“Hyim we will need your help tonight with a tahara,” said my father.
“But I have never done one,” I replied.
“There are only two of us available, and I hear the man was heavy, bloated, so we will need you.”
A tahara (literally “purification”) is the Jewish process of washing, dressing and preparing a dead body for burial. It is performed by a quiet dedicated group in every Jewish community called the, chevrah kadisha, literally, “the Holy Society.” Since Jews do not delay burial, the process invariably occurs late at night, on short notice, in preparation for burial the next day.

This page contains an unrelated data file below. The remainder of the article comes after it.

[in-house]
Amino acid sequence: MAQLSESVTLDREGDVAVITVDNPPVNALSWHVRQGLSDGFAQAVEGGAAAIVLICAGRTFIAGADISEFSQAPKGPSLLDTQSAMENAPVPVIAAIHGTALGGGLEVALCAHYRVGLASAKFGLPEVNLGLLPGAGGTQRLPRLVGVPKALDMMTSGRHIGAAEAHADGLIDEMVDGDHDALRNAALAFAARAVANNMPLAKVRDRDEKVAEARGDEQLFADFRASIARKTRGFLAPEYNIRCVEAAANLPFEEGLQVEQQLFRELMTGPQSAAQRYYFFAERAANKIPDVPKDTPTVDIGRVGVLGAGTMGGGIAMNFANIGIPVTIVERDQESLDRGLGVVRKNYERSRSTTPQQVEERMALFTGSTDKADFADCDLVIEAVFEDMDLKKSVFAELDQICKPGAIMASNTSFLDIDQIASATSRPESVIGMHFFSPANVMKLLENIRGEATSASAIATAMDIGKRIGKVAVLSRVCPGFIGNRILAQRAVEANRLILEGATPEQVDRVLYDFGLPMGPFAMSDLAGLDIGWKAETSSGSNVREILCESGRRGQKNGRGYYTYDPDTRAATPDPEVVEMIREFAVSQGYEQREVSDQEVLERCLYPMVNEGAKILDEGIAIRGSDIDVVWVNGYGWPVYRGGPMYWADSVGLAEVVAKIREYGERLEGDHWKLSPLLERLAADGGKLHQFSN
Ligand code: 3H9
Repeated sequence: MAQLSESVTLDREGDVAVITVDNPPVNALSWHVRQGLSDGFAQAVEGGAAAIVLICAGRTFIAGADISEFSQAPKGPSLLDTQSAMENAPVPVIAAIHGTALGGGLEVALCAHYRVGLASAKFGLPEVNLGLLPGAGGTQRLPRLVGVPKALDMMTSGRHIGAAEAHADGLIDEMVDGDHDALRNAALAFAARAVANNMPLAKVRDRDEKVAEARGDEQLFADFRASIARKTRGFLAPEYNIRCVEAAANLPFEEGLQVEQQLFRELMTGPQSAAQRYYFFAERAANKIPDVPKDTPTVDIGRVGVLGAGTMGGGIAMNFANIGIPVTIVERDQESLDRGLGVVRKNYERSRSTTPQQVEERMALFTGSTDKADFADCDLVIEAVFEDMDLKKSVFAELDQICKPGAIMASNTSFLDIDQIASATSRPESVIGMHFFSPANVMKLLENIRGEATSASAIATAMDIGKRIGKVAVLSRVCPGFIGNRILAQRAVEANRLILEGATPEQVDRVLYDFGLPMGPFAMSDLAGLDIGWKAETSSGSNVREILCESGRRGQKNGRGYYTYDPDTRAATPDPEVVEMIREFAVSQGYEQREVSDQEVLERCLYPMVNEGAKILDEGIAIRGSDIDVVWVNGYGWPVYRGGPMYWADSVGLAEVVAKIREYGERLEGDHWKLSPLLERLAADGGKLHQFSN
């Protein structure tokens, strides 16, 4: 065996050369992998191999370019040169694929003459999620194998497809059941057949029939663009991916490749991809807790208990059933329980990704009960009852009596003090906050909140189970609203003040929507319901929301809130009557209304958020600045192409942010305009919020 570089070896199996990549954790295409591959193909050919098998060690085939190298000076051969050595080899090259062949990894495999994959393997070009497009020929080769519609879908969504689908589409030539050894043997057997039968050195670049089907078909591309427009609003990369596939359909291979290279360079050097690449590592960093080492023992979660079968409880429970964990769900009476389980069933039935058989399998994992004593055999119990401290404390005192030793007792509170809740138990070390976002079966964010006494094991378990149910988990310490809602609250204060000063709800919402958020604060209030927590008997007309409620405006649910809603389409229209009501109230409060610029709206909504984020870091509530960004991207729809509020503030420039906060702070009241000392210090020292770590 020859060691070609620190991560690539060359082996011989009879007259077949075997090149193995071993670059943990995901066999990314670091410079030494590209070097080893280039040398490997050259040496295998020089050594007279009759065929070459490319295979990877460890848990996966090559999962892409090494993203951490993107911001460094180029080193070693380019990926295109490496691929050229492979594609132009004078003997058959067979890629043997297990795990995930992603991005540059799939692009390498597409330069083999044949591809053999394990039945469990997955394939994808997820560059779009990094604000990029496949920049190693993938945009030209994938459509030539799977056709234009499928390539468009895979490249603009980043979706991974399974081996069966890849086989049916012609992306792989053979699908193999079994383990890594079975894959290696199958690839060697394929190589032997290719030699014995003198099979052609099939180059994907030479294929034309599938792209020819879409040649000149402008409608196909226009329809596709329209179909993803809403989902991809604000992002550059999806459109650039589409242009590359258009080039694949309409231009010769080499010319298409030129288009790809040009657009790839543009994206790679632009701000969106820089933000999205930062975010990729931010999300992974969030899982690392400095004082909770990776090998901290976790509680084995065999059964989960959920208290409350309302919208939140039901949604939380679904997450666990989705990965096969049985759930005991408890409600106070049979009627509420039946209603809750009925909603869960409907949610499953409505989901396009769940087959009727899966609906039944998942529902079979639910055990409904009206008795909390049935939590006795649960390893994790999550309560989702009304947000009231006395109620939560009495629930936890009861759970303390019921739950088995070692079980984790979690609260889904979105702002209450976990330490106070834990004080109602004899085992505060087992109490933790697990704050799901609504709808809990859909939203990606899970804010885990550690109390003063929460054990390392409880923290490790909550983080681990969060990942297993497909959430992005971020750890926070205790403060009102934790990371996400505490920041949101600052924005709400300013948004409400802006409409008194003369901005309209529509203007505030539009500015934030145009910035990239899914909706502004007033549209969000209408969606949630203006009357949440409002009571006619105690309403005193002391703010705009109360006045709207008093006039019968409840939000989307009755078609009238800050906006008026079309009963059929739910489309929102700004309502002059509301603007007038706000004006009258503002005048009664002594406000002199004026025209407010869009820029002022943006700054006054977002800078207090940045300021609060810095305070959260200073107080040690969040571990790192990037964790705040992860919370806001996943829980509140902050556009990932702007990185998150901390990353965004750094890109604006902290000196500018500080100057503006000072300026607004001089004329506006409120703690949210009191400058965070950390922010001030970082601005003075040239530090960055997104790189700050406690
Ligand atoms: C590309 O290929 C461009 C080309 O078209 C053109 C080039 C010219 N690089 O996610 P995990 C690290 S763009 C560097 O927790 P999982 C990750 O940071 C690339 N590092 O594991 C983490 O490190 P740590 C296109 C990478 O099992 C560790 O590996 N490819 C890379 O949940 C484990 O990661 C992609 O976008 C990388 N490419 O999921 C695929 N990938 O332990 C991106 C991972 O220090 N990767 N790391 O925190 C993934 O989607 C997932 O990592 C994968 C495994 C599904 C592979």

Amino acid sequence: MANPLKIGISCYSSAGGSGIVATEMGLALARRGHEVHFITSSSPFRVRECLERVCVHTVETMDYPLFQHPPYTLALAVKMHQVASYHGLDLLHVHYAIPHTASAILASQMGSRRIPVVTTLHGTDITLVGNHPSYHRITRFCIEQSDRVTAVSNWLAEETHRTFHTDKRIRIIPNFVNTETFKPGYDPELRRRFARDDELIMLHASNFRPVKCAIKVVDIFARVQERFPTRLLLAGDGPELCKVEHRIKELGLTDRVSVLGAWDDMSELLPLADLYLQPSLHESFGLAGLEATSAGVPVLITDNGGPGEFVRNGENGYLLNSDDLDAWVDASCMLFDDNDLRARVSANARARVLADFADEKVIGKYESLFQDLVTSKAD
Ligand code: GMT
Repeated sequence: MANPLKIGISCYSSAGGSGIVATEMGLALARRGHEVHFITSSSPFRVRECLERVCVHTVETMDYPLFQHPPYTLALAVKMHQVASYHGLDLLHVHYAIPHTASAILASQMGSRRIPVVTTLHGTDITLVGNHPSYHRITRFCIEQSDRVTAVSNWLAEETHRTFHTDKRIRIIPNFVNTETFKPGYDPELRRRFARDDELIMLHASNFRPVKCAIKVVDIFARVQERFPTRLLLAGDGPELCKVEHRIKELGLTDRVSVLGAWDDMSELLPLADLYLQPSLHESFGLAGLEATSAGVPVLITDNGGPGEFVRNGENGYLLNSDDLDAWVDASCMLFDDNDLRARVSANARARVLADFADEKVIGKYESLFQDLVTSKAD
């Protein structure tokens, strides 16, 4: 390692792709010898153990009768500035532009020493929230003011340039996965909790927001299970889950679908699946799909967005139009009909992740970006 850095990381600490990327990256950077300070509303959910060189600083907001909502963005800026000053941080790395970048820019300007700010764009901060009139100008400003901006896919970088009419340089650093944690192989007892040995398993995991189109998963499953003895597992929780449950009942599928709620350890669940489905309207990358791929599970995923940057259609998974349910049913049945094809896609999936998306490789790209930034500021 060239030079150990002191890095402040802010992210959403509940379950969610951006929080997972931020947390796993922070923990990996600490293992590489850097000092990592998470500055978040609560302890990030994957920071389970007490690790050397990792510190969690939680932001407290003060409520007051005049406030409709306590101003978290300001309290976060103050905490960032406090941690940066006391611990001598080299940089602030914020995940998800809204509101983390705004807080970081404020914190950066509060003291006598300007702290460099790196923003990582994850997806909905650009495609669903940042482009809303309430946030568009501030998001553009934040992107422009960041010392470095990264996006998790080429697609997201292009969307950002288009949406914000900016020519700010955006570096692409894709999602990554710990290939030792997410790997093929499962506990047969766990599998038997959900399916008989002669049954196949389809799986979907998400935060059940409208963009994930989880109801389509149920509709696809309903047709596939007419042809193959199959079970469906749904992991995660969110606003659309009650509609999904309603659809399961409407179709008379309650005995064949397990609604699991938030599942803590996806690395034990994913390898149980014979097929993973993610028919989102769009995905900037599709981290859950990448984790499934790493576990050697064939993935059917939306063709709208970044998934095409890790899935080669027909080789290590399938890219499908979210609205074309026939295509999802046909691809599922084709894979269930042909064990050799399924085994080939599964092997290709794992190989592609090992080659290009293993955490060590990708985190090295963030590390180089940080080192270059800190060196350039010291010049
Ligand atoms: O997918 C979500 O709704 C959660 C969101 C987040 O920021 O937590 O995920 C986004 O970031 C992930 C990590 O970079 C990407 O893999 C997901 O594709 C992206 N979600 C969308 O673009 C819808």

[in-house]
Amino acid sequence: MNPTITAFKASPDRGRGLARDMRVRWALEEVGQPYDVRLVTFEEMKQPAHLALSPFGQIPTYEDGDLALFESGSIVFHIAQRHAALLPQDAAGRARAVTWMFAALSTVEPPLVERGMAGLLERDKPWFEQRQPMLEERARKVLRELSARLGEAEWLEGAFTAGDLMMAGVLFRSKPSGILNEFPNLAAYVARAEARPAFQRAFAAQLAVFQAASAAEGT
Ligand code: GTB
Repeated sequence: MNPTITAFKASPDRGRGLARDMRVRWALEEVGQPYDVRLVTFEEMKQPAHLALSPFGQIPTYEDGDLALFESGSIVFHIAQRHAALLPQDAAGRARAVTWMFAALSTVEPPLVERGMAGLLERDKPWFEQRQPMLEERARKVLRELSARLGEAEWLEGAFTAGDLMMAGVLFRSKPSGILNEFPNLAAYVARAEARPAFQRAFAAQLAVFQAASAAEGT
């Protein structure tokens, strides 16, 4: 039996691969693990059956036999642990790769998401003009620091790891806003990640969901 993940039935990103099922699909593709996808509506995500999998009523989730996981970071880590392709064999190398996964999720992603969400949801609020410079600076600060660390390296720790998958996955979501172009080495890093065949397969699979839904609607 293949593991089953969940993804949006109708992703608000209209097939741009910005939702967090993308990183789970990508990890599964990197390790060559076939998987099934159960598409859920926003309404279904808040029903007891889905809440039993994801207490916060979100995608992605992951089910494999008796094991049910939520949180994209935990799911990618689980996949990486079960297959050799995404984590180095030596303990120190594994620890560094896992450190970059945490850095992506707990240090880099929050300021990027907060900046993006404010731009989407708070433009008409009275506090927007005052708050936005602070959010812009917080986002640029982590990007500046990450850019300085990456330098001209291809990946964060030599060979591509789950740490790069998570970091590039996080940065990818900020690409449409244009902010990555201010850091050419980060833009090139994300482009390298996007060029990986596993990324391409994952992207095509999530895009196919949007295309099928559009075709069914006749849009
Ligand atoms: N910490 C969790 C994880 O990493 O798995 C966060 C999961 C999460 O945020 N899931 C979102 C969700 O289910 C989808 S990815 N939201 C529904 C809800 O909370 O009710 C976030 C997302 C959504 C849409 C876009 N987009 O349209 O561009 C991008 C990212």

The groups’ name comes from the modest, profoundly giving work it does without any recompense. It is a Jewish holy act to bury the dead, a chesed shel emet, a “true kindness.” An act with no expectation of repayment, for its recipient cannot. Even the…
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